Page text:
Inside the black market 'bug trade'

Better code the only ammunition against black market software vulnerabilities

"We always recommend users to have a firewall, because it puts a barrier in between a weakness and the rest of the world," he said. "But your firewall is made of software and even that can have vulnerability on it.

Rice claimed that while the total number of attacks and vulnerabilities is actually on the decline, the most critical, zero-day bugs are rising dramatically. He said the fact that software manufacturing processes has largely stayed the same in recent years might be contributing to the problem.

"Plus, hackers are developing extremely good software development practices for their malware," he added.

Rice also said that while the adoption of software engineering best practice guidelines, such as Capability Maturity Model Integration (CMMI), is helpful, most companies don't have much incentive to continue to the highest levels of the program.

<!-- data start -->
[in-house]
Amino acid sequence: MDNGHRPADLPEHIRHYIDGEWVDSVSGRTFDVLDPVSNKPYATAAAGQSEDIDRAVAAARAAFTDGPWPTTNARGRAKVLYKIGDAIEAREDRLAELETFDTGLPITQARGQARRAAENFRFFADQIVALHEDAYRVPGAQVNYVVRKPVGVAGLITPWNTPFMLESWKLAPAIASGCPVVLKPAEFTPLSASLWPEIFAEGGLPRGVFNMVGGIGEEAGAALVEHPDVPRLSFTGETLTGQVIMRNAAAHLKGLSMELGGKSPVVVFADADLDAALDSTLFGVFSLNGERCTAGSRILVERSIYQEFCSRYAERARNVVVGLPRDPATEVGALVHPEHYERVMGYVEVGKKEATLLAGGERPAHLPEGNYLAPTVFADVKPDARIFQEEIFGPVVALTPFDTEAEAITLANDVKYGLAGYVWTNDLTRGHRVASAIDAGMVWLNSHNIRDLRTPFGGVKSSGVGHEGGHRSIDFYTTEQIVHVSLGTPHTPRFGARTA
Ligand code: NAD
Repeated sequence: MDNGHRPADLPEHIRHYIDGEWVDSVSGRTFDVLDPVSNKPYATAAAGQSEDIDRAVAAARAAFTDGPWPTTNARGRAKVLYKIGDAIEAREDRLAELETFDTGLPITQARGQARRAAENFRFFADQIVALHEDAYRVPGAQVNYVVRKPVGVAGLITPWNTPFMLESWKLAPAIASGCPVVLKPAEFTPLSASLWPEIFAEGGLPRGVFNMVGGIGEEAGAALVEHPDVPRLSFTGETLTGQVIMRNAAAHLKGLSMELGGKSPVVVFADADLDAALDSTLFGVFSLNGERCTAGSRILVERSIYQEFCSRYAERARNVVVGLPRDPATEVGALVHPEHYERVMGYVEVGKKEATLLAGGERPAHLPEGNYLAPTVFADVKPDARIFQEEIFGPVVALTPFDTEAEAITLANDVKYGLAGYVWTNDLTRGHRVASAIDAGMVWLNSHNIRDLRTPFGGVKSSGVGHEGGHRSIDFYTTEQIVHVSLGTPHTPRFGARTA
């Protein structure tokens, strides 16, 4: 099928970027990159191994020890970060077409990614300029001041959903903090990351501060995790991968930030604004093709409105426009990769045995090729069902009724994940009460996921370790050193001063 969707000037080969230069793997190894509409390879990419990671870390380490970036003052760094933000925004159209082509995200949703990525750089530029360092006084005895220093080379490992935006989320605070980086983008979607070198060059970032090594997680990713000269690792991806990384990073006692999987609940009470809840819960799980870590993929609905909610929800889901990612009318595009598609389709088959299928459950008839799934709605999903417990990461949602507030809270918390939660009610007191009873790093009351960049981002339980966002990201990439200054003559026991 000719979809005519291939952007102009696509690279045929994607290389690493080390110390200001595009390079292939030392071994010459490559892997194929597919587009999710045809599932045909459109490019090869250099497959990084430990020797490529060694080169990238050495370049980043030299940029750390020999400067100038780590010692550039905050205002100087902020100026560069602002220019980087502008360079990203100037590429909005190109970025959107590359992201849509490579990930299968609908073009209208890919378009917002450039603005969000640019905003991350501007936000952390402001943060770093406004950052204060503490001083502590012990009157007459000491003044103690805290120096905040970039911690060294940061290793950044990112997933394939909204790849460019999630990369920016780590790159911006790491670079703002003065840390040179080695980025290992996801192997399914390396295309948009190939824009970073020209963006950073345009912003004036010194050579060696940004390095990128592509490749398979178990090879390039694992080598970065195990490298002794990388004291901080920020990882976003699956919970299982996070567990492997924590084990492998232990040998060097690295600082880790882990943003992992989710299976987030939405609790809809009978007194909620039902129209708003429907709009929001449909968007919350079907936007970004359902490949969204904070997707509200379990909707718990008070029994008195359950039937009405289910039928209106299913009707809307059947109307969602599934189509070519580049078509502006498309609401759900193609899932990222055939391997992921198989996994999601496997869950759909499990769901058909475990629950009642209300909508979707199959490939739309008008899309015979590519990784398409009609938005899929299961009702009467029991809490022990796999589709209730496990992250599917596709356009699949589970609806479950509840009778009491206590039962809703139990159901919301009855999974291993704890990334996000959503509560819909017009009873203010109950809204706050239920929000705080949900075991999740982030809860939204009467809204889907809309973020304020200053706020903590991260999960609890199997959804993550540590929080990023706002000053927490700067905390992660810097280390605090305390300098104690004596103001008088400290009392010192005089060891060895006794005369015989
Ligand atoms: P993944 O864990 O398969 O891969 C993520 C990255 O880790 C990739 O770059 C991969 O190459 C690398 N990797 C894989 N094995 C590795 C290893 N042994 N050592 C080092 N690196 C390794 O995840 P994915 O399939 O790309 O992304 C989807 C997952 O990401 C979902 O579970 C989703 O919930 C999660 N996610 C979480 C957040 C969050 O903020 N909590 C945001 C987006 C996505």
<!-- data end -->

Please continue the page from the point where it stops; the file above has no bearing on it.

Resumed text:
"Getting to a CMMI Level 5 can be very tedious and expensive," Rice said. "Until it becomes more expensive to not be at Level 5, there will be no incentive to get to that level."

And one look at the prices these vulnerabilities are going for on the black market, he said, is a testament to the size of these online criminal syndicates and the challenges they pose to software developers.

"A recent Internet Explorer exploit was priced at US$100,000, while some bugs have even reached upwards of US$250,000. Some of these cyber lords even have better research facilities than Symantec and McAfee right now."

Working to combat the bug trade are companies like iDefense Labs and TippingPoint Technologies, which often purchase vulnerabilities off the black market in order to help companies against potential attacks.

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Rafael Ruffolo

ComputerWorld Canada
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